Conduct safety training adequate for the level of exposure to hazardous materials. Personnel should receive training on emergency response information required by subpart G of Part 172. Training should include measures to protect the employee from the dangers of the materials which they may be exposed to. Training should include procedures for avoiding accidents, such as the proper handling of drums.
Determine if additional modal training is required. For example, a company receiving and loading hazardous materials in tank cars would need training on unique rail requirements for loading/unloading and returning the empty tank cars. A shipper loading non-bulk packages into containers for ocean transportation would need training on the requirements of the container packing certificate. Shipper's offering hazardous materials for air transportation would need to cover quantity limitations for passenger and cargo aircraft, pressure requirements for packagings used to contain liquids, carrier restrictions and other regulations unique to air transportation.
Based on your determination of the knowledge needed by your employees, present appropriate training. Training may be provided by your personnel or an outside firm. Make sure the trainer is qualified to teach in the area you need training, is current with the latest regulations and can properly answer questions. Remember, a new employee, or one who changes job functions, should be trained within 90 days. Until that training is completed the employee should be under the direct supervision of a properly trained employee. Recurrent training is required every three years, however, an employer is required to keep their employees current with any regulatory changes that would affect their job function.<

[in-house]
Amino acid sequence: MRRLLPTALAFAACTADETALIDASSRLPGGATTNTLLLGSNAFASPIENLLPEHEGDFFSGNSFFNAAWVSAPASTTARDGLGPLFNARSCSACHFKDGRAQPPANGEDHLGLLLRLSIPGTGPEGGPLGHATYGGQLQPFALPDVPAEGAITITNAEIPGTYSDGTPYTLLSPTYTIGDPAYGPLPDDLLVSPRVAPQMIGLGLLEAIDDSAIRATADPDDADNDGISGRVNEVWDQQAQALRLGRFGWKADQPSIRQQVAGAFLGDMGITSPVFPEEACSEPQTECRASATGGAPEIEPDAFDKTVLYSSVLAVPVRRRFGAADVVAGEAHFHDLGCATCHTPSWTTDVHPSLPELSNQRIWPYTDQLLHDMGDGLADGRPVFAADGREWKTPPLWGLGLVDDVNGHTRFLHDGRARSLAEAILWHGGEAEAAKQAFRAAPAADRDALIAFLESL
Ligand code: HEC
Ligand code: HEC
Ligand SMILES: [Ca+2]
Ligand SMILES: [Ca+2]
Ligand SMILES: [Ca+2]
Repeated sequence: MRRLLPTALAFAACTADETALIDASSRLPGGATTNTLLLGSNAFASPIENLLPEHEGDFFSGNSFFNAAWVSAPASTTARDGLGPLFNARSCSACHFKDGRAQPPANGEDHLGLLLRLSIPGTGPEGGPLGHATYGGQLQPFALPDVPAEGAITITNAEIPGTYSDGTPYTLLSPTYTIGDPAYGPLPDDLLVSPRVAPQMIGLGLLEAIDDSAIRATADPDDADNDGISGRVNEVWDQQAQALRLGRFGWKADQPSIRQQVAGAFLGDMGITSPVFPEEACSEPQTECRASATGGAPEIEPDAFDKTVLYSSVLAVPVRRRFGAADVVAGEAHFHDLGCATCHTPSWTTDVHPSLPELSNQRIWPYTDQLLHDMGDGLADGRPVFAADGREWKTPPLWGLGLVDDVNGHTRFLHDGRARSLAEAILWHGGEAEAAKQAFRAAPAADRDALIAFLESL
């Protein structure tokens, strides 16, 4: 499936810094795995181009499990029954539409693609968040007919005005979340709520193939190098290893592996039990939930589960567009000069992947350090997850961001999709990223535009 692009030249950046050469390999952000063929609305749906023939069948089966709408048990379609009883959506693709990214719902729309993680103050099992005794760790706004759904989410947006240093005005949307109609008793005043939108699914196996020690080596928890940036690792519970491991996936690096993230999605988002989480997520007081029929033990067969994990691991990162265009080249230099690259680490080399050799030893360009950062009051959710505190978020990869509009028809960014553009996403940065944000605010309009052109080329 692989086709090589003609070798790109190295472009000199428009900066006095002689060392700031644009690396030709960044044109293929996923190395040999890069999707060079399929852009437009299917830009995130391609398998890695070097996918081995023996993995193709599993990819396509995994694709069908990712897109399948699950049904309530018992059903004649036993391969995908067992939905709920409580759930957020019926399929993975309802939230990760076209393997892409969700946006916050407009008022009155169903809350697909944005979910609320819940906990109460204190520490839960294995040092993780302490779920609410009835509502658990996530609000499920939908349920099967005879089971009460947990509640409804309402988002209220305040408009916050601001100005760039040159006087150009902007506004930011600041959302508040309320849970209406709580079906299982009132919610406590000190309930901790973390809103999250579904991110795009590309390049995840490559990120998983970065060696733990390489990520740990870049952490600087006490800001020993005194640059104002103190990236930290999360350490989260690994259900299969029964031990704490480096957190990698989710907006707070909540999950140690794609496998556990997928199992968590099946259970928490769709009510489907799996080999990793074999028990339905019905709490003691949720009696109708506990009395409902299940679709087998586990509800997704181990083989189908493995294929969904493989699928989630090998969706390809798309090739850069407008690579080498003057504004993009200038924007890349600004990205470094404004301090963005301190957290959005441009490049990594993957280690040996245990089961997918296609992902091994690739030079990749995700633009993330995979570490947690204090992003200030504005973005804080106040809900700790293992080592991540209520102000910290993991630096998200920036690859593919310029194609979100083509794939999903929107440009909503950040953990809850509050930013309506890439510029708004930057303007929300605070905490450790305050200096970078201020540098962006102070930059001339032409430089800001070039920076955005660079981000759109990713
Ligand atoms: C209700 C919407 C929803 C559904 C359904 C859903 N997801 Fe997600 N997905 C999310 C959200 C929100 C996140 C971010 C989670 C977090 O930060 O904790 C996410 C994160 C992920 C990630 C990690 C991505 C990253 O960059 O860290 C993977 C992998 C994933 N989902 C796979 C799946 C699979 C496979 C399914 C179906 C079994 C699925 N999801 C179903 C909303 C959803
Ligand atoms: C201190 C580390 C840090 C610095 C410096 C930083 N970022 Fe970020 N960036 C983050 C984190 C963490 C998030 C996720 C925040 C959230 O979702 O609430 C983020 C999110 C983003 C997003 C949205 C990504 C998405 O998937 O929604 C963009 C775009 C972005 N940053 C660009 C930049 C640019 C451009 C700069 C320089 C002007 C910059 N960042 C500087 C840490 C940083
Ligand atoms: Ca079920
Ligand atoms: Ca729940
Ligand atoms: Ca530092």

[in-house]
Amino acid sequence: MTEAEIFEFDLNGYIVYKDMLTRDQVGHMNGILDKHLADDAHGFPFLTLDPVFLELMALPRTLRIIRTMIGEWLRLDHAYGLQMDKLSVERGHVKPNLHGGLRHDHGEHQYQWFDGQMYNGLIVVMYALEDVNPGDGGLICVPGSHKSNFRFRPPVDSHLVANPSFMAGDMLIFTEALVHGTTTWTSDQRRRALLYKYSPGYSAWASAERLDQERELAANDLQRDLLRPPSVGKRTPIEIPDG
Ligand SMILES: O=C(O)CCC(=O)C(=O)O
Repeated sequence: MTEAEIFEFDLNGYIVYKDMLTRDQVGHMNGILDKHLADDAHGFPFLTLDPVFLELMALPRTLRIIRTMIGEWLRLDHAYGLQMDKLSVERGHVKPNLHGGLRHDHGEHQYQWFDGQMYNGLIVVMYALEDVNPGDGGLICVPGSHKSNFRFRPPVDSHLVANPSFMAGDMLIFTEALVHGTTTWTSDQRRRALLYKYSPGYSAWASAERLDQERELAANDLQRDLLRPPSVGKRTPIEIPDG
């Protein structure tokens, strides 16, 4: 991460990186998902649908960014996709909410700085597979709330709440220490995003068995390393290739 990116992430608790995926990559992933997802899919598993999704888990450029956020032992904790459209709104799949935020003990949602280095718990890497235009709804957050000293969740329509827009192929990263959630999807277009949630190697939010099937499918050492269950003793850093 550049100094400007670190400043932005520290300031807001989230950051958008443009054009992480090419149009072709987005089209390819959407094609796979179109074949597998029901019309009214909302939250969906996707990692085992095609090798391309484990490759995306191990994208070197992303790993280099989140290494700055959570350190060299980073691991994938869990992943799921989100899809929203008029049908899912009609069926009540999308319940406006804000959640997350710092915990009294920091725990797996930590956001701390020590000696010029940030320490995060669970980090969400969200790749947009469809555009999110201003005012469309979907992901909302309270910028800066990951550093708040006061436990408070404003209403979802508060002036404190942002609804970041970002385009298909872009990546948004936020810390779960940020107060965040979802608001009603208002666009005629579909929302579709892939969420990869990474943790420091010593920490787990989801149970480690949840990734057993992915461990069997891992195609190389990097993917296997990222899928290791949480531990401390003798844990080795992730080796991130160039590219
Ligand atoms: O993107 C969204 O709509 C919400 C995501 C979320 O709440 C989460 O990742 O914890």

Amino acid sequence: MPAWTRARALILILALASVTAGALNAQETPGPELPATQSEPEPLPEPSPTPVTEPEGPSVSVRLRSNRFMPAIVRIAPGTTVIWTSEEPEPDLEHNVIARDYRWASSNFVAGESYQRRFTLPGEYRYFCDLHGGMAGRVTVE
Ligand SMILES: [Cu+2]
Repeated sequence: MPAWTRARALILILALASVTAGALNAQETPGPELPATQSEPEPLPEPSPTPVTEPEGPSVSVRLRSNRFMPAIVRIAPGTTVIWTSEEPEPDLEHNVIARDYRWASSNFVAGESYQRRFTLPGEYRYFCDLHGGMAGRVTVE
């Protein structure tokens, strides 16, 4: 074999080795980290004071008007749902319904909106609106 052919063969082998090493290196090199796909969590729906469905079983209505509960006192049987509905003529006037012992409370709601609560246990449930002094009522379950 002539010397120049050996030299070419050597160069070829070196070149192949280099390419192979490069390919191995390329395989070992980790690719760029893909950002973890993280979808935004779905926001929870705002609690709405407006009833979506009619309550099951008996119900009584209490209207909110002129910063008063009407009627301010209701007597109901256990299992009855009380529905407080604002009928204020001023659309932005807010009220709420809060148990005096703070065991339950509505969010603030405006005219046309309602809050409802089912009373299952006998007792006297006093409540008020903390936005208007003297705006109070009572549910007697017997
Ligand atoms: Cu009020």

Everyone must be tested. Testing should confirm that your personnel can properly handle, ship or transport hazardous materials in full compliance with all federal regulations. Employees should leave with a full understanding of the material. This requires a thorough review of any questions answered incorrectly. Consider having each employee sign off that they understood why they missed any questions. A word of warning here: while testing should give results as to the effectiveness of the training, consider an auditing program where you continually monitor hazmat shipments for compliance. Don't wait 3 years (as allowed by 49 CFR for recurrent training and testing) to monitor your employee's knowledge! Simply put: identify problems that arise and address them before an incident happens or an inspector visits your facility.
Establish and maintain a training record for each employee. Include the most recent training date, a description, copy, or the location of the training materials used. Your documentation record should also include the name and address of the person providing the training and certification that the hazmat employee has been trained and tested.
- Always allow adequate time during training to cover topics.
- Limit training to the specific materials and packagings to be used. In this case, the less information you provide people, the more likely they will be to understand and remember those areas of real importance.
- Include questions on test that deal specifically with your materials and types of packaging.
- Keep track of how many missed each test question. If a significant number missed a question on placarding for example, it would indicate the instructor did not present the material adequately and/or did not allow enough time for the subject. Consider an extra work project next time!
Particular attention should be given to D.O.T.'s requirements in 49 CFR Subpart H - Training. There have never been as many reasons as there are today to make the effort to set up a sound hazmat transportation compliance program. While there are many challenges the benefits are great, and if you ship hazardous materials you simply must be committed to doing it right.